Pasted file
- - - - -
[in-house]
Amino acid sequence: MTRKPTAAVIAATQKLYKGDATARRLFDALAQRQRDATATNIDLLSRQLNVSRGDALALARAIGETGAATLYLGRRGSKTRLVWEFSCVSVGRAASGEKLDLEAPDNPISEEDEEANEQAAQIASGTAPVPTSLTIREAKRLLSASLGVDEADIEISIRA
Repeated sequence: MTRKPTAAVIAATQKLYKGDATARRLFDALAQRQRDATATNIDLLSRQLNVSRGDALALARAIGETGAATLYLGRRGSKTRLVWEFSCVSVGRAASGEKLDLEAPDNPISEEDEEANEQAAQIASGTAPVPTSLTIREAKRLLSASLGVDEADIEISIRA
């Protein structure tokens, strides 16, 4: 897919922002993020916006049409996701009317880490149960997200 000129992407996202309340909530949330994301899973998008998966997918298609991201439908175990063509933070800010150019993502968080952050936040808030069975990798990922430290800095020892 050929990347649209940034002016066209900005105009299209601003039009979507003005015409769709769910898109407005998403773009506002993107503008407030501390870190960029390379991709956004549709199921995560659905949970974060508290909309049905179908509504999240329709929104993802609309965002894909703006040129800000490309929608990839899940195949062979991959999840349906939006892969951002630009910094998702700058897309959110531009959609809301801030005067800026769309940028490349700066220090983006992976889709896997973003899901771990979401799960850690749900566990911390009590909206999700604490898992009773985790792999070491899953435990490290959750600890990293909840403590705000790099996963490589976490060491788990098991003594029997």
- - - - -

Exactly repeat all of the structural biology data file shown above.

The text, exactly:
[in-house]
Amino acid sequence: MTRKPTAAVIAATQKLYKGDATARRLFDALAQRQRDATATNIDLLSRQLNVSRGDALALARAIGETGAATLYLGRRGSKTRLVWEFSCVSVGRAASGEKLDLEAPDNPISEEDEEANEQAAQIASGTAPVPTSLTIREAKRLLSASLGVDEADIEISIRA
Repeated sequence: MTRKPTAAVIAATQKLYKGDATARRLFDALAQRQRDATATNIDLLSRQLNVSRGDALALARAIGETGAATLYLGRRGSKTRLVWEFSCVSVGRAASGEKLDLEAPDNPISEEDEEANEQAAQIASGTAPVPTSLTIREAKRLLSASLGVDEADIEISIRA
């Protein structure tokens, strides 16, 4: 897919922002993020916006049409996701009317880490149960997200 000129992407996202309340909530949330994301899973998008998966997918298609991201439908175990063509933070800010150019993502968080952050936040808030069975990798990922430290800095020892 050929990347649209940034002016066209900005105009299209601003039009979507003005015409769709769910898109407005998403773009506002993107503008407030501390870190960029390379991709956004549709199921995560659905949970974060508290909309049905179908509504999240329709929104993802609309965002894909703006040129800000490309929608990839899940195949062979991959999840349906939006892969951002630009910094998702700058897309959110531009959609809301801030005067800026769309940028490349700066220090983006992976889709896997973003899901771990979401799960850690749900566990911390009590909206999700604490898992009773985790792999070491899953435990490290959750600890990293909840403590705000790099996963490589976490060491788990098991003594029997």